Max : 16:44 So Vitamin D, there was a really large study involving about 4,000 adults that found that people who had the lowest levels of Vitamin D were at 75% higher risk of developing depression over four years. It’s a really, really important steroid hormone vitamin that regulates 5% of the genome. It’s important question to ask. Like would you board an airplane if 5% of the airplane’s engine was malfunctioning? No, you probably wouldn’t. 5%, that’s significant. If you’re running around with low Vitamin D levels, you’re basically running around with a malfunctioning … With 5% of your engine malfunctioning.
When to supplement with D3
Kimberly: 17:24 So Max, even though we live in California and there is sunlight, do you also supplement with D3 as insurance?
Max : 17:32 Yeah, I supplement with D3 on days that I’m not getting adequate sun exposure. Also in the winter, I’ll supplement with a little bit of Vitamin D.
Kimberly: 17:40 [inaudible 00:17:40] store it for a while?
Max : 17:43 Yeah, you can actually. You do store Vitamin D in your fat tissue. You also get it from certain foods. There’s Vitamin D obviously in certain foods, certain mushrooms. There’s a handful of mushrooms that synthesize Vitamin D. But yeah, generally speaking, there are certain polymorphisms too that are going to lead people to create less Vitamin D even with the same degree of sun exposure so you really have to look at how much time you’re spending in the sun and then go get a simple blood test. It’s very easy to get and you want to generally make sure that your Vitamin D levels, your blood levels are in the range of 40 to 60 nanograms per milliliter. There’s a very large meta-analysis that found that within that range, people were at the lowest risk for all cause mortality, which is basically early death by any cause. So yeah.
Max : 18:32 The other thing, another surprising fact that I learned that most people don’t realize is that the enzymes that convert the form of Vitamin D that your skin makes into its active hormone form that activates receptors in cells in organs throughout your body, those enzymes require magnesium and half of us don’t consume adequate magnesium. If you’re spending all day in the sun burning, trying to get like your adequate Vitamin D but you’re not intaking adequate magnesium, you’re basically reducing the incidence of skin damage and you’re not getting any of the good stuff because you’re not getting adequate magnesium. Magnesium and Vitamin D go hand in hand. You definitely want to make sure that you’re eating high magnesium foods, dark leafy greens, almonds, dark chocolate.
Kimberly: 19:24 Drinking that Glowing Green Smoothie® would solve that problem.
Max : 19:24 Yeah, there you go. Loaded with magnesium. I also supplement with magnesium. It’s one of the few supplements that I have on regular rotation. I mean … Did I say Vitamin D or magnesium? Magnesium is what I … Yeah, I’ve been using that.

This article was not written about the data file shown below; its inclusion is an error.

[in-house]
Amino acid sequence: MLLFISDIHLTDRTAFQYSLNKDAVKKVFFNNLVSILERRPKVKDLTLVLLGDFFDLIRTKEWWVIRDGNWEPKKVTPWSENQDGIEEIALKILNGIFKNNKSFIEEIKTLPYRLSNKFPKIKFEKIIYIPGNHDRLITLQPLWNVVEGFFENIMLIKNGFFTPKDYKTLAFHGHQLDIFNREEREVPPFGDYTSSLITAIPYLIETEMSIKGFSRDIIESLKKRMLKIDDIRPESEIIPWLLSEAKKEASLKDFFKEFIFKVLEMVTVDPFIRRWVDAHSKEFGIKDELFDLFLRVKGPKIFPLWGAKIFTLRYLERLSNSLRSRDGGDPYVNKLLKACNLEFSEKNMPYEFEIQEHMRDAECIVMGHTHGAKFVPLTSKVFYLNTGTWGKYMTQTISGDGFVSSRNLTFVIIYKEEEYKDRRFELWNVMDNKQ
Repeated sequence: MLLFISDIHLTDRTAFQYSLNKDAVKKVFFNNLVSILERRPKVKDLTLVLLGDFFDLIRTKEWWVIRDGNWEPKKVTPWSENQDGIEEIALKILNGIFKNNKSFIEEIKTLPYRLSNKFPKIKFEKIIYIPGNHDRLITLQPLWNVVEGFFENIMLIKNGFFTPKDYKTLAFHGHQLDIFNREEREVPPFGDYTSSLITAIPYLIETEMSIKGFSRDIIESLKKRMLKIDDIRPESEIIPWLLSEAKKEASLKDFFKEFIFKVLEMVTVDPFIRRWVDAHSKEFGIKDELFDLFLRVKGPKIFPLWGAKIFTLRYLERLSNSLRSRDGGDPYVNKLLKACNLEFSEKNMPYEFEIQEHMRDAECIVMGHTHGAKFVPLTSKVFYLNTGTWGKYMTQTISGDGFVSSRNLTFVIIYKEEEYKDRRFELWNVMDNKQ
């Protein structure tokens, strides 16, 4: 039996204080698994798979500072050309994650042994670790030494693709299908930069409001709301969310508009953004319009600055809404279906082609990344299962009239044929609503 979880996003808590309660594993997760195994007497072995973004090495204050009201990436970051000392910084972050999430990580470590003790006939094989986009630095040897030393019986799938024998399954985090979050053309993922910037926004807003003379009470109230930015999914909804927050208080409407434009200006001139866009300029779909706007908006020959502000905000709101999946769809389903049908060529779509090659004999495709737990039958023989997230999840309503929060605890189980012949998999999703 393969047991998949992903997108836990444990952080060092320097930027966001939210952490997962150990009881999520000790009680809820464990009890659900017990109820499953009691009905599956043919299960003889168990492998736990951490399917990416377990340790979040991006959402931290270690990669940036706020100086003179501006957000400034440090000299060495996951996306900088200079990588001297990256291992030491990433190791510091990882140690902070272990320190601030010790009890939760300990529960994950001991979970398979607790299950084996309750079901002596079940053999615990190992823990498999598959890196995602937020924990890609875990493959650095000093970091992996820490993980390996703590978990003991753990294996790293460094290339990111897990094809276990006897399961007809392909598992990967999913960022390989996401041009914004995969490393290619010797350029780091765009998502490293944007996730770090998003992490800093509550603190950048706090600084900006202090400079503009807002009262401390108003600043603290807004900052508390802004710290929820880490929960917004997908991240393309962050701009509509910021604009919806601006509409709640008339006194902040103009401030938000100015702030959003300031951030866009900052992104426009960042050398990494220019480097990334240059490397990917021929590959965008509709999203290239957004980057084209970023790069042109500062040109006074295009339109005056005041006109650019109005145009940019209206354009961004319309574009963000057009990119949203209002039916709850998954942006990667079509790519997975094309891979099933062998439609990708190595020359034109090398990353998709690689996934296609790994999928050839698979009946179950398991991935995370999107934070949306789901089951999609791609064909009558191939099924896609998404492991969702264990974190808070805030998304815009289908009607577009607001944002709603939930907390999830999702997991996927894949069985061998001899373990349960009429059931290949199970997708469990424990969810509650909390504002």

Kimberly: 19:35 Magnesium. You’ll rotate too. That’s great to hear Max because sometimes … I know some of these [inaudible 00:19:41] people will take 200 supplements a day.
Max : 19:46 I don’t do that, no. I’m pretty deliberate with my supplementation regimen and I don’t take Vitamin D every day. I live in Southern California, right now I’m really tan actually.
Kimberly: 19:59 Yeah, you actually do look really tan.
Max : 20:02 Yeah, I’m super tan these days.
Kimberly: 20:04 Not interested in social distancing? Have you been out on the beach?
Max : 20:08 I haven’t been out at the beach. No, I’ve been just walking around my neighborhood, doing work around the house. I have a nice roof where I get to go and lay out, very lucky. Yeah, I take … I have a good fish oil that I take every day, magnesium I take every day, I take astaxanthin which is like a carotenoid. I take a B-complex but other than that I’m pretty deliberate with my supplementation.
Kimberly: 20:38 I like that. You’re discerning. Well let’s go back to the book for a moment Max. I love this idea that you’ve really expanded the philosophy in The Genius Life and listening to you and you have so many stats and you have so many studies and there’s this analytical part of you, but I want to learn about the part that … Here in our community we talk about our cornerstones are food, body, emotion and well-being and spiritual growth and that’s come out of my own journey, hyper-fixating on food and then not really having an adequate way to dissipate stress, not being in touch with my spirituality, so when I started meditating, when I started journaling, all these things were really healing for me. I know you’ve been through a lot, so much the last few years losing your mom, again, which I’m really sorry about.